Most great Westerns are about the spectacle, either of sheer magnitude (MacKenna's Gold, True Grit) or sheer style (Once Upon a Time in the West). Somewhere, the humanity is slightly overlooked, and we're quite okay with it. Not with "El Dorado" which subverts heroic deeds with a thorough emphasis on humanizing the characters and their circumstances. The heroes and the villains are the fastest in the land with a gun, but each have their flaws. John Wayne's Thornton suffers from paralytic attacks to his shooting hand while Robert Mitchum's Sherriff Harrah cannot stay sober after a wandering lover has left him. They strike up a team facing off land stealing barons and their hired guns. Harry Brown (novelist) and Leigh Brackett (screenwriter) serve up genuine moments of humor, pain, humility, vulnerability, foolish bravado, and poised gallantry. Howard Hawks (director) handles all of this with sincerety, always grounding this western in palpable and refreshing reality. James Caan, Charlene Holt, Arthur Hunnicutt, and Michele Carey add an enjoyable energy, glamour, and frolic. The movie feels like a distant albeit joyful twin to the very balming "The Searchers". Streaming on Netflix now.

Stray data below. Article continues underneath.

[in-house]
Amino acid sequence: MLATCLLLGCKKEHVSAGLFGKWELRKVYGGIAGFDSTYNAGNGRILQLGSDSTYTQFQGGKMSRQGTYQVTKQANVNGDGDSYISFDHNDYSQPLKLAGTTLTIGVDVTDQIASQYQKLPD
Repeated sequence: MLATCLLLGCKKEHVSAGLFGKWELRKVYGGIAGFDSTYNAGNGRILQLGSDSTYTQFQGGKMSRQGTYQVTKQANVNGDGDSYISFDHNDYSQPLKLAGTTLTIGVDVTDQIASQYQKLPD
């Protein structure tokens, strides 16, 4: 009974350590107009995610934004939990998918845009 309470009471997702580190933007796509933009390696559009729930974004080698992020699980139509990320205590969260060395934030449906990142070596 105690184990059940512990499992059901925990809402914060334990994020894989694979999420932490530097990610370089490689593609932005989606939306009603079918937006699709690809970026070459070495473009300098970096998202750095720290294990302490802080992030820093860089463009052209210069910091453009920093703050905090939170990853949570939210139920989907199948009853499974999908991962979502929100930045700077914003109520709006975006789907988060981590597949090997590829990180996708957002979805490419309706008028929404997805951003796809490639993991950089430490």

Call me by your name
If paths were to align, there is passion and love, a hurried cascade of affection for the other one
A Quiet Place
What deserves dwelling upon is how the film works as a Rube Goldberg machine, a wonderful contraption